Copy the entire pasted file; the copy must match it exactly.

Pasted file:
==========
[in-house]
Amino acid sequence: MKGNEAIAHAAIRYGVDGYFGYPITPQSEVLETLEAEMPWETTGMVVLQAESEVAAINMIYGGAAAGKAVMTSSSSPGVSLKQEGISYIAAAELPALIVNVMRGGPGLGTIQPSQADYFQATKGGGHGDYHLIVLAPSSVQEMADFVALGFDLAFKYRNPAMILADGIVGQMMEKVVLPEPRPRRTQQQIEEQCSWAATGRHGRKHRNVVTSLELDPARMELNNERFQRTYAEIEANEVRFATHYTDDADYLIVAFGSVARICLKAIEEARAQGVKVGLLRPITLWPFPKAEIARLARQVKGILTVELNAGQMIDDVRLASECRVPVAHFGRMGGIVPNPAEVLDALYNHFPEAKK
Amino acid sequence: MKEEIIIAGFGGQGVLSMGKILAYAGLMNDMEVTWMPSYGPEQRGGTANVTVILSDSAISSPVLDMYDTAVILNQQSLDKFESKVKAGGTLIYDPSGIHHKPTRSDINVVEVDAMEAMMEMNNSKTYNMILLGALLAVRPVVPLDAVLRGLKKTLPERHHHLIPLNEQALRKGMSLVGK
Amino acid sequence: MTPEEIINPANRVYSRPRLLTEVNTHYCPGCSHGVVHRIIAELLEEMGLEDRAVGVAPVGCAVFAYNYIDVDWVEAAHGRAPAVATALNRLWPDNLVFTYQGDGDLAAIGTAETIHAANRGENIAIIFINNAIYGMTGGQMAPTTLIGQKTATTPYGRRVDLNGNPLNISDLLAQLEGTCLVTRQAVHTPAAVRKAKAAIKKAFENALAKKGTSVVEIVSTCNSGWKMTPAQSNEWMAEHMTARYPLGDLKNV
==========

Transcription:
[in-house]
Amino acid sequence: MKGNEAIAHAAIRYGVDGYFGYPITPQSEVLETLEAEMPWETTGMVVLQAESEVAAINMIYGGAAAGKAVMTSSSSPGVSLKQEGISYIAAAELPALIVNVMRGGPGLGTIQPSQADYFQATKGGGHGDYHLIVLAPSSVQEMADFVALGFDLAFKYRNPAMILADGIVGQMMEKVVLPEPRPRRTQQQIEEQCSWAATGRHGRKHRNVVTSLELDPARMELNNERFQRTYAEIEANEVRFATHYTDDADYLIVAFGSVARICLKAIEEARAQGVKVGLLRPITLWPFPKAEIARLARQVKGILTVELNAGQMIDDVRLASECRVPVAHFGRMGGIVPNPAEVLDALYNHFPEAKK
Amino acid sequence: MKEEIIIAGFGGQGVLSMGKILAYAGLMNDMEVTWMPSYGPEQRGGTANVTVILSDSAISSPVLDMYDTAVILNQQSLDKFESKVKAGGTLIYDPSGIHHKPTRSDINVVEVDAMEAMMEMNNSKTYNMILLGALLAVRPVVPLDAVLRGLKKTLPERHHHLIPLNEQALRKGMSLVGK
Amino acid sequence: MTPEEIINPANRVYSRPRLLTEVNTHYCPGCSHGVVHRIIAELLEEMGLEDRAVGVAPVGCAVFAYNYIDVDWVEAAHGRAPAVATALNRLWPDNLVFTYQGDGDLAAIGTAETIHAANRGENIAIIFINNAIYGMTGGQMAPTTLIGQKTATTPYGRRVDLNGNPLNISDLLAQLEGTCLVTRQAVHTPAAVRKAKAAIKKAFENALAKKGTSVVEIVSTCNSGWKMTPAQSNEWMAEHMTARYPLGDLKNV